Exenatide versus placebo: Trial of diabetes drug in Parkinson’s
Original article: Exenatide once weekly versus placebo in Parkinson’s disease: A randomized, double-blind, placebo-controlled trial, The Lancet: August 3, 2017.
The type 2 diabetes drug Exenatide may have the potential to slow the progression of Parkinson’s disease, according to results from a recent clinical trial. However, additional studies are needed to determine whether it is truly disease-modifying or if its effects are only symptomatic.
Why is it important?
If successful in further clinical trials, Exenatide could be one of the first drugs to actually interfere with the progress of Parkinson’s disease, potentially giving patients more years with reduced symptoms. Although current therapies can help improve symptoms, they typically become less effective over time and side effects become more prevalent.
- Novelty 80% 80%
- Proximity 90% 90%
- Deliverability 100% 100%
“The trial provided additional support for further study of Exenatide and other GLP-1 agonists (a common category of diabetes drugs) for the treatment of Parkinson’s disease. Results from this study as well as previous work is promising; however, more research is needed to fully understand if Exenatide is slowing the disease’s progress.” Dr. Patrik Brundin
Exenatide is already approved to treat diabetes. However, until additional studies are completed, the authors urge caution in adding Exenatide to Parkinson’s disease treatment regimens.
The phase II clinical trial involved 60 people with Parkinson’s. Half of these patients received an injection of Exenatide once a week and half received a placebo for 48 weeks. All participants continued to take their usual medications throughout the trial.
The trial was randomized and double blind, meaning the physicians administering the treatment and the patients didn’t know who received Exenatide and who received the placebo until after the end of the trial. This precaution helps minimize the placebo effect and ensures that the results are analyzed objectively.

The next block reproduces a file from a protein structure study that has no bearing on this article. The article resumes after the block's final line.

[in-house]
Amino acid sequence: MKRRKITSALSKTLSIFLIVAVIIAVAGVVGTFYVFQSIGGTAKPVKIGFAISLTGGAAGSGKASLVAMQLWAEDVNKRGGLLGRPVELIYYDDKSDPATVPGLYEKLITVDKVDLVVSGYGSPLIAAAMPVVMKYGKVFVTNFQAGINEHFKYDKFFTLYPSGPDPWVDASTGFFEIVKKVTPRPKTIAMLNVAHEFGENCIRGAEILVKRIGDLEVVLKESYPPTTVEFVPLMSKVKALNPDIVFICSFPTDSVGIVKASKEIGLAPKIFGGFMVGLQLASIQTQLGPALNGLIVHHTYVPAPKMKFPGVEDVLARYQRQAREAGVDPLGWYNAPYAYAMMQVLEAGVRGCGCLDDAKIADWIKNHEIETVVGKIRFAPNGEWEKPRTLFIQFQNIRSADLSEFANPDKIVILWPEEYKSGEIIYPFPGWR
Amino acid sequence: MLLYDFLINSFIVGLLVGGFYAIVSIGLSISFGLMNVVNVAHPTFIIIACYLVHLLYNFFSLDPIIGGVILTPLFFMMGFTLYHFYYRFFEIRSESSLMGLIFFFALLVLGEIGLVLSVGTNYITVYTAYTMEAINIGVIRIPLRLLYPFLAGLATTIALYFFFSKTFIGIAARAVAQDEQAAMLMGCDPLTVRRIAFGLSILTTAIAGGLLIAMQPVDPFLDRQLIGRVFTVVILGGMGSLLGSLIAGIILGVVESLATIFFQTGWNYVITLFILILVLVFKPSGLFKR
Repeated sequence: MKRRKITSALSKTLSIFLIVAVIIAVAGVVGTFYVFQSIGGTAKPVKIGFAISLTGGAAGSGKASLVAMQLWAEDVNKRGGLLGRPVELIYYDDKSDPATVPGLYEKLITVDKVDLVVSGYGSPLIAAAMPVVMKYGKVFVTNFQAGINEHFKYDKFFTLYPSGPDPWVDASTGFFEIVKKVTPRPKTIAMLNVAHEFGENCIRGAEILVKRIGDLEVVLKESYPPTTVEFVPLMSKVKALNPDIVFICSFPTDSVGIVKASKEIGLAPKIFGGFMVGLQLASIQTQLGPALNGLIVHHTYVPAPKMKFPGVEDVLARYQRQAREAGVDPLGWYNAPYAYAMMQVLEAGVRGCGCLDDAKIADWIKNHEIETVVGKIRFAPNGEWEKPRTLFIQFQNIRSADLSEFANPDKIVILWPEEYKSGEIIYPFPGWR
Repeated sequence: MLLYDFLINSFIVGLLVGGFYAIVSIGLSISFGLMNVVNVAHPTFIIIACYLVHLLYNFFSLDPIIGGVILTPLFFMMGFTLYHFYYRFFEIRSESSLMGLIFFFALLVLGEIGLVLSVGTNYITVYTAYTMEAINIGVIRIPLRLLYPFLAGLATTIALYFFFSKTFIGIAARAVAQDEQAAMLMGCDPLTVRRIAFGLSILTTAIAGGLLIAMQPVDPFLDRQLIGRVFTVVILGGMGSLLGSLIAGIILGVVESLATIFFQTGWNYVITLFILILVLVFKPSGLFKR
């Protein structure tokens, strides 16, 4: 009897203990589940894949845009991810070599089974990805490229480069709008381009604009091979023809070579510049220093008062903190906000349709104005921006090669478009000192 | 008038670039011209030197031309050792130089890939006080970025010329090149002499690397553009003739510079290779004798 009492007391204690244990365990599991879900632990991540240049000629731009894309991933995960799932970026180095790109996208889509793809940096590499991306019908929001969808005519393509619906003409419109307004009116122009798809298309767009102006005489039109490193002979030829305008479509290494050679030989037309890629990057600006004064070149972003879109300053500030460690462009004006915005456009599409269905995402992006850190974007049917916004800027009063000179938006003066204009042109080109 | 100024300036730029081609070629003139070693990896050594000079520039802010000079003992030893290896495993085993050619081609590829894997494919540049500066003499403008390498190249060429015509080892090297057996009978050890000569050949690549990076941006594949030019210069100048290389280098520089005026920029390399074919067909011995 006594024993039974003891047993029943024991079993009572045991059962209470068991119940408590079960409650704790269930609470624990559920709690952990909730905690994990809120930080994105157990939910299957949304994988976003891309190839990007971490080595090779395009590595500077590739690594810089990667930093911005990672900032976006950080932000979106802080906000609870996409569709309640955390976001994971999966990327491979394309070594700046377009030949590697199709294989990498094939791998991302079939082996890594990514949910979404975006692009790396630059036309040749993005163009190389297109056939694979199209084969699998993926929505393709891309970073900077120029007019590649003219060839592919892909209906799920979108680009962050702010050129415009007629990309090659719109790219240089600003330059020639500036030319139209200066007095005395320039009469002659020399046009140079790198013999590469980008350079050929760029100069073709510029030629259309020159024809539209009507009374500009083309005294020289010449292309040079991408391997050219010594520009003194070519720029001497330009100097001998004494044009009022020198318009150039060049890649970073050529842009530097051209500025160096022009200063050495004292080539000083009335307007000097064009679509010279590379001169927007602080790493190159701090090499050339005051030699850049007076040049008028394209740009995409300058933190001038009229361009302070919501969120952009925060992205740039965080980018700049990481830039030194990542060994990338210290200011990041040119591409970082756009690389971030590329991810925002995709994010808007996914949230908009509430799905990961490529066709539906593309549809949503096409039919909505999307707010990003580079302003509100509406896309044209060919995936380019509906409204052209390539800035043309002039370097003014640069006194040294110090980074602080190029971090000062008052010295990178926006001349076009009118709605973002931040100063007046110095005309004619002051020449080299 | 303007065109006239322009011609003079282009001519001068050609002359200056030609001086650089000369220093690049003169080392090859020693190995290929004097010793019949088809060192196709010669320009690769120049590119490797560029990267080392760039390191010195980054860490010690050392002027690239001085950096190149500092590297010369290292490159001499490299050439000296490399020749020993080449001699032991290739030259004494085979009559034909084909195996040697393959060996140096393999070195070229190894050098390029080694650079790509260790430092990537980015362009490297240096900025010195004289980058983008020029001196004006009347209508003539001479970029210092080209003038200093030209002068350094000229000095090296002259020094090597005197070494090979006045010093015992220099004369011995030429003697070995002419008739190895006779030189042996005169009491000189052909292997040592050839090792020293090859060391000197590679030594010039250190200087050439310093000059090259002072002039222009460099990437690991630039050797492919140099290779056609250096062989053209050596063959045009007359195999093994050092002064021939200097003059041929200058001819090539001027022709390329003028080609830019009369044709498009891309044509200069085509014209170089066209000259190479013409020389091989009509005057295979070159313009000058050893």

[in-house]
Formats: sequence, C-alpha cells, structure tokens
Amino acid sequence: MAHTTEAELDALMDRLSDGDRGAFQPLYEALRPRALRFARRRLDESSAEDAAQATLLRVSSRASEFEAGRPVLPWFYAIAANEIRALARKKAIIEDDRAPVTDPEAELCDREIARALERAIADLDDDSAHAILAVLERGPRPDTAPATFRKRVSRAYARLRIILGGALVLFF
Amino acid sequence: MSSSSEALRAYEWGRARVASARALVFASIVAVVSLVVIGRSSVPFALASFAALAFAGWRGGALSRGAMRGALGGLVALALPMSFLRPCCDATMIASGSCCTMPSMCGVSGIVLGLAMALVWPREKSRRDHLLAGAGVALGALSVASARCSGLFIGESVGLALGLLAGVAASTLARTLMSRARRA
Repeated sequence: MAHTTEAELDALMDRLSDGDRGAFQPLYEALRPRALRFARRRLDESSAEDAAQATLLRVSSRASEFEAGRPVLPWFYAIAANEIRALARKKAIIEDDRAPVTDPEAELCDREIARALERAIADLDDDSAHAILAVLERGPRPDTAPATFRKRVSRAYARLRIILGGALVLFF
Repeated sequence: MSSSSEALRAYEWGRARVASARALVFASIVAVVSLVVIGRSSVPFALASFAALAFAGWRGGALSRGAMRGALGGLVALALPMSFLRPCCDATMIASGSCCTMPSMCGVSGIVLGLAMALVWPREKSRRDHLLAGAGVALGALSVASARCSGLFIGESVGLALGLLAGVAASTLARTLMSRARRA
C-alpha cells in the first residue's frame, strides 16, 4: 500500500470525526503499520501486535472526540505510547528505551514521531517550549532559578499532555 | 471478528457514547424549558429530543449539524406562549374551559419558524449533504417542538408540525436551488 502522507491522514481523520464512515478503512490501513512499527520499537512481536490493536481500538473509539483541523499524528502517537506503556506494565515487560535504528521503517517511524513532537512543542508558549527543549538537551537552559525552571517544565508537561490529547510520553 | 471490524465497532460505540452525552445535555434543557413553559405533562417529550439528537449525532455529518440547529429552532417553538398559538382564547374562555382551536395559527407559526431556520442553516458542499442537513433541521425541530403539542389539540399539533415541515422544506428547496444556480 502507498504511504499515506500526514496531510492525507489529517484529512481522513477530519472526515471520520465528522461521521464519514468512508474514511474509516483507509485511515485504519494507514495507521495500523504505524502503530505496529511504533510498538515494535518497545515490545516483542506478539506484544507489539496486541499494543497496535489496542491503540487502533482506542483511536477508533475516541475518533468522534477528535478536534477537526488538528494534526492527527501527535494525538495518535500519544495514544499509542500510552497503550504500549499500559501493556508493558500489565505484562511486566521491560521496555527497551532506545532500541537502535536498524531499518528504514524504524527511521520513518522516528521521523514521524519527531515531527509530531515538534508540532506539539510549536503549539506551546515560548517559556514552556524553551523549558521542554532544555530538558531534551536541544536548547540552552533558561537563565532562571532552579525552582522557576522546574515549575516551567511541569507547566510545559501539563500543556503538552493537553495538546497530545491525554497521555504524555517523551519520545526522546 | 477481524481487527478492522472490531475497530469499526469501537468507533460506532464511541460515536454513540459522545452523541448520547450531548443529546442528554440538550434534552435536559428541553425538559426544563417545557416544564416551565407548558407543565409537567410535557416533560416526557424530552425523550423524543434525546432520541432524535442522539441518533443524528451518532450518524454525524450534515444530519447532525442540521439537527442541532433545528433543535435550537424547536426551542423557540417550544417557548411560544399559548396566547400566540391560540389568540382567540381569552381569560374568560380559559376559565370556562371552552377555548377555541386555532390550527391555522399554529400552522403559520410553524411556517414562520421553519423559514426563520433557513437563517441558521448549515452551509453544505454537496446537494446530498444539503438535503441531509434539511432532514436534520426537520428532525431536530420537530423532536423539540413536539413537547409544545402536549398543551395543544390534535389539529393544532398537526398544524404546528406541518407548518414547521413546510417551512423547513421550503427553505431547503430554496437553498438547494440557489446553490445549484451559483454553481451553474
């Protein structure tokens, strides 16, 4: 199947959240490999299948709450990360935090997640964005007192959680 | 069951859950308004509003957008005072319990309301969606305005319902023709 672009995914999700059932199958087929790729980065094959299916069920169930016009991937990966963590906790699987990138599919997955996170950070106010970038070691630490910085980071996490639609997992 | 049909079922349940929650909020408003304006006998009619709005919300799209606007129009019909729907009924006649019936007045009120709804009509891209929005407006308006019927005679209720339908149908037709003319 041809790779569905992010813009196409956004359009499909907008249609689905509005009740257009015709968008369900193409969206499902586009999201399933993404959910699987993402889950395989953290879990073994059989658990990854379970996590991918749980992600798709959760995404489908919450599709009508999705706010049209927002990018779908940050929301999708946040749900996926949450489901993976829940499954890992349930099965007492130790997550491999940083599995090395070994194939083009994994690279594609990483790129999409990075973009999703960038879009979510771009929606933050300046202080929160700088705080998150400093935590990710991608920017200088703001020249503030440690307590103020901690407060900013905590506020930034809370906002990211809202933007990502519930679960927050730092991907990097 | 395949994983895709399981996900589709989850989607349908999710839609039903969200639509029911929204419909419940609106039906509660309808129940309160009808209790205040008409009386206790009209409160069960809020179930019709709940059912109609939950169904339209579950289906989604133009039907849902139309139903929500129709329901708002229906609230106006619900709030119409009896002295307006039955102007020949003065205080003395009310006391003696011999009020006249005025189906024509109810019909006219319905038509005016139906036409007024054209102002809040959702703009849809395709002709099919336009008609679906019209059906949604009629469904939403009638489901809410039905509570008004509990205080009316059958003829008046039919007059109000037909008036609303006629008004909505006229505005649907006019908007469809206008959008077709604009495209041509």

Throughout the 48 weeks, physicians closely monitored patients and evaluated their motor and non-motor symptoms. Following this period, the drug and placebo were stopped. Patients were monitored for an additional three months. Following this three month ‘wash out’ period those who had been taking Exenatide had an average advantage of 3 points in the movement aspect of their clinical assessments compared to those on placebo. As an advantage was seen even 3 months after participants had stopped taking the drug, this suggests that Exenatide is potentially slowing the progression of Parkinson’s rather than solely improving the symptoms.
A broader phase 3 clinical trial is required to confirm that Exenatide is altering the progression of Parkinson’s and whether this effect accumulative; whether the advantage of those taking Exenatide compared to those on placebo continues year on year.
Two further phase 2 clinical trials using similar drugs, Liraglutide and Lixisenatide are currently underway. Both these drugs also activate the GLP-1 receptor and are currently used to treat type two diabetes, preclinical evidence has suggested that these drugs may have a more potent and longer lasting effect than Exenatide in models of Parkinson’s. More information about these trials can be found on the CPT website.
If you are interested in taking part in a clinical trial near you, take a look at Fox Trial Finder.
Original article: Athauda D, Maclagan K, Skene SS, Bajwa-Joseph M, Letchford D, Chowdhury K, Hibbert S, Budnik N, Zampedri, Dickson J, Li Y, Aviles-Olmos I, Warner TT, Limousin P, Lees AJ, Greig NH, Tebbs S, Foltynie T. August 3, 2017. Exenatide once weekly versus placebo in Parkinson’s disease: A randomized, double-blind, placebo-controlled trial